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    Houser, Ashby and Peralta could all do some swing work in order to limit innings. When guys inevitably get hurt they can soak up more innings. That multi inning bullpen weapon is something the team has missed since...Drew Pomeranz?

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    4 hours ago, DoubleSwitch said:

     That multi inning bullpen weapon is something the team has missed since...Drew Pomeranz?

    Suter had a little multi-inning work, but maybe wasn't a "weapon" in the sense that Pomeranz was.

    My guess is this has to portend a trade, and I imagine it would involve Lauer.

     

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    7 hours ago, ougiqbxy said:

    Opens the season in Brent Suter's role then in rotation if an injury occurs?

    Since 2013, every appearance he's made in the bigs has been as a starter, save for two mop-ups in 2020 & one appearance last season. At age 36 I don't think you sign him for a role he & his arm aren't familiar with.

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    10 hours ago, clancyphile said:

    If Arnold is blown away by an offer for Lauer, sure, make the deal.

    But at this point, to have someone who'd be a #2 as the #4/#5 starter for the Crew (depending on how you see Houser/Ashby/Miley) is not a bad thing, assuming Alexander/Small are in AAA, with Junk either there or in Milwaukee's pen. Ashby also has options and only is getting $1 million this year. A move to the pen for this year is not a bad thing.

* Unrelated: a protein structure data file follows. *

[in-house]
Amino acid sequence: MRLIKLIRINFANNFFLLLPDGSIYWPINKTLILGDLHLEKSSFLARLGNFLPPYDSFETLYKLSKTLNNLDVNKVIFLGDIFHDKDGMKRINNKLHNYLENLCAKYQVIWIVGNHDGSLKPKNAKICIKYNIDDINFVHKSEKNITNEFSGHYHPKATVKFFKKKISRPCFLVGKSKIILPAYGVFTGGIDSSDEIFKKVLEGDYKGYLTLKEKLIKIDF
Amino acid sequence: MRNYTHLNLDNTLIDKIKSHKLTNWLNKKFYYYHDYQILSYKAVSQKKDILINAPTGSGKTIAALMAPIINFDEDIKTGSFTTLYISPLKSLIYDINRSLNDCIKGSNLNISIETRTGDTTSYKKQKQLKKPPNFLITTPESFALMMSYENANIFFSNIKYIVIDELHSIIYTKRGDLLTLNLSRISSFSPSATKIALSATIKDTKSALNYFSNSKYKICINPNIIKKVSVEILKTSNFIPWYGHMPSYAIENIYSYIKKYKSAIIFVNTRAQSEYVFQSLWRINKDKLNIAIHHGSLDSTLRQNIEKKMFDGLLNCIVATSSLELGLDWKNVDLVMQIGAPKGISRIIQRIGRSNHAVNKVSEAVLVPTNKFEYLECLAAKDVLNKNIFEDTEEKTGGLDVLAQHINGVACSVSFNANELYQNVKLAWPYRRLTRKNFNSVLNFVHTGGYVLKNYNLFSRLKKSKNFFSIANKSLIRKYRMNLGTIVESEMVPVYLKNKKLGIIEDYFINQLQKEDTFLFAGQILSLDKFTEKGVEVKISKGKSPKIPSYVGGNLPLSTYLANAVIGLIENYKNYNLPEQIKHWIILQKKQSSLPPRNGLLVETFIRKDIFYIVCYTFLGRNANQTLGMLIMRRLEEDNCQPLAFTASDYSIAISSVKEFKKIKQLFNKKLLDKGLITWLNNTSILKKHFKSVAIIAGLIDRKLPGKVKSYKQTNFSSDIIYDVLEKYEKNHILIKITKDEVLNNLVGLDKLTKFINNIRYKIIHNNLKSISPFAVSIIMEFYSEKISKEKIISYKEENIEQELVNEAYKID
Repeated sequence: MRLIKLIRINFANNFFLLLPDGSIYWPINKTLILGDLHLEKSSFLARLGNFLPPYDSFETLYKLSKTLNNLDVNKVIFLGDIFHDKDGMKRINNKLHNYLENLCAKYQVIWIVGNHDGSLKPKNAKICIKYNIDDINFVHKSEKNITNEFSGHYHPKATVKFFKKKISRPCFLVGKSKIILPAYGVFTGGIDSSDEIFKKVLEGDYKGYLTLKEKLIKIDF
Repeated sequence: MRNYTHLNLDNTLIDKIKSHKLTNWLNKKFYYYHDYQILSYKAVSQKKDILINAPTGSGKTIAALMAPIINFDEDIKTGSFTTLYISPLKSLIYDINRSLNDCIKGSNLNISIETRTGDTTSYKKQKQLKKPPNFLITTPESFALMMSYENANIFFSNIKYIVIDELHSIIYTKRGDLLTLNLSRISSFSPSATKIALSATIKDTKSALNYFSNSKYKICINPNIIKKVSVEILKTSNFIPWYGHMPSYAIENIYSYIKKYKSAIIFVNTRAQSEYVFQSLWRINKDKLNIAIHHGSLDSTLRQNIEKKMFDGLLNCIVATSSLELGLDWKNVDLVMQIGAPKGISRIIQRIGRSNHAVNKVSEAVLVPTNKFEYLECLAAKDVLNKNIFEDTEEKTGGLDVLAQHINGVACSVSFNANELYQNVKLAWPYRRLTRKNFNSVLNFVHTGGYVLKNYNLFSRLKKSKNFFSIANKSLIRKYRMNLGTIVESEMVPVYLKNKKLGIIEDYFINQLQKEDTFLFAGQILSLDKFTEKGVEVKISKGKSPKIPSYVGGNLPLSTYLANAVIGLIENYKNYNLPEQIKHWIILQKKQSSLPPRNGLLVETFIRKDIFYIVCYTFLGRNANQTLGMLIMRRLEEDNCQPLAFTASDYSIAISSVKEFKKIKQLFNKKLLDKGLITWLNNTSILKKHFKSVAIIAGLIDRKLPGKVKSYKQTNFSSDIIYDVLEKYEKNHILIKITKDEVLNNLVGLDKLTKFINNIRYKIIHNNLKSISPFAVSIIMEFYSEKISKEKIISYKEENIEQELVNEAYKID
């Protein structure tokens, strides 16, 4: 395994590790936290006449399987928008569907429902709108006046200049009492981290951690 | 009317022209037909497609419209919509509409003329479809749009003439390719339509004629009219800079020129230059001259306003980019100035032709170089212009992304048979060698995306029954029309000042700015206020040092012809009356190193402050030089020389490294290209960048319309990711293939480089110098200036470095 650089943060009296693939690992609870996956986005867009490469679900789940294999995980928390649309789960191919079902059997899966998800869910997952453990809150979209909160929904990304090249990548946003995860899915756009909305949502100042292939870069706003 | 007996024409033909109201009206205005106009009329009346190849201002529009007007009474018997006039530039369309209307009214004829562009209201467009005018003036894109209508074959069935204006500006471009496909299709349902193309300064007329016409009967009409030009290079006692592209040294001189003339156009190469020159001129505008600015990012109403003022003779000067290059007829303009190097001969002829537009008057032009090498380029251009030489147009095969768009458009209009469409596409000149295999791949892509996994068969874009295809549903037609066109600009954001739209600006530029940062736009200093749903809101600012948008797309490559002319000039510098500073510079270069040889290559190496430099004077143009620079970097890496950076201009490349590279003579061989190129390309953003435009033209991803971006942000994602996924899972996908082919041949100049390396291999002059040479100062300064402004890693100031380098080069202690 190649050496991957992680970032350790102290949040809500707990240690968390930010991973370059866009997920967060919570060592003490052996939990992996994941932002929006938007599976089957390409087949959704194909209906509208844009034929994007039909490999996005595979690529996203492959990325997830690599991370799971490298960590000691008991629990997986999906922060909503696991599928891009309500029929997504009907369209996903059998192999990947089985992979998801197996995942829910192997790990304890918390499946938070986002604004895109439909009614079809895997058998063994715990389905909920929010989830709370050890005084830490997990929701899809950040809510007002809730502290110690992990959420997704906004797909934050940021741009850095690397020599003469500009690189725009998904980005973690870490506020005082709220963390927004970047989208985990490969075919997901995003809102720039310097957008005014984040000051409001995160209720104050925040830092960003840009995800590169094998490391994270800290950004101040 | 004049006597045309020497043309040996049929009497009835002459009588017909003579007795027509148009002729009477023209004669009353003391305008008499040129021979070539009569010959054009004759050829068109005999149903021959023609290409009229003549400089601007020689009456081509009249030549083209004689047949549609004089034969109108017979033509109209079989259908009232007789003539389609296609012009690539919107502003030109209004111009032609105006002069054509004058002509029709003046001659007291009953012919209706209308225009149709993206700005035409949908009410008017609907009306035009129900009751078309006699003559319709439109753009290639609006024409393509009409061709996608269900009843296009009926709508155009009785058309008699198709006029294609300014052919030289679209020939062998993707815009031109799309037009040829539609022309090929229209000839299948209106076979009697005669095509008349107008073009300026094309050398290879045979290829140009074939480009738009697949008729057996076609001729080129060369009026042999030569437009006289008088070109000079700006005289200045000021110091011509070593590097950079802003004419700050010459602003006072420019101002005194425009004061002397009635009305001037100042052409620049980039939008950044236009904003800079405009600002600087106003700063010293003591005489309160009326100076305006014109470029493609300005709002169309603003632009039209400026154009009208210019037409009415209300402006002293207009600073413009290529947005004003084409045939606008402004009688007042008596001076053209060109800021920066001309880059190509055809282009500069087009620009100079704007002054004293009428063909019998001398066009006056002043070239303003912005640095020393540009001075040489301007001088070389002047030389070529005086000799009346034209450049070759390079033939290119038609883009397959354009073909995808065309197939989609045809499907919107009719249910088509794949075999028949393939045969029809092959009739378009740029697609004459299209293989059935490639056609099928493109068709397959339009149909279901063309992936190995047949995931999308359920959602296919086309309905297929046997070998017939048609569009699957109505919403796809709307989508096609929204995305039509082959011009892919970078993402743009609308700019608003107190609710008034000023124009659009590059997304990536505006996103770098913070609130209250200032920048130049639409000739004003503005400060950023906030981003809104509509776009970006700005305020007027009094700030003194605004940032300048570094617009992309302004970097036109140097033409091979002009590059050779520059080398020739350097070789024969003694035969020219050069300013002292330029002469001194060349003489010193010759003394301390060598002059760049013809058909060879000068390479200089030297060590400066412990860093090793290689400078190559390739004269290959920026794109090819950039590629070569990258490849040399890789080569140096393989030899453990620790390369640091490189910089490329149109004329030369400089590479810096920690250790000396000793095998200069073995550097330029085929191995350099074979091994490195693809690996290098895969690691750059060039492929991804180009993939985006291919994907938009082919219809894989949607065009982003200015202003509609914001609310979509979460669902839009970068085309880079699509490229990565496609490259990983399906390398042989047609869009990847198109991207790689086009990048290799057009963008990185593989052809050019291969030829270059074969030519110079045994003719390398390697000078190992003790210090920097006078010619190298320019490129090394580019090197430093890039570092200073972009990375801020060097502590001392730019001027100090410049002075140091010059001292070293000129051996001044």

Oh, I wouldn't give Lauer away, merely shop him and see if the team can improve overall with a trade. Planning on a six man rotation isn't the worst thing in the world if no one is interested in him.

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    The biggest problem we had last season was too few quality starters. It makes some amount of sense to start with seven capable starters and let the chips fall where they may. If everyone is healthy to start the season then Hauser and/or Ashby goes to the pen where they've had success before and the relief corps depth improves.

    An outside the box thought is they move Peralta to the pen to shore up the back end. It reduces the workload after an injury plagued season and addresses a need.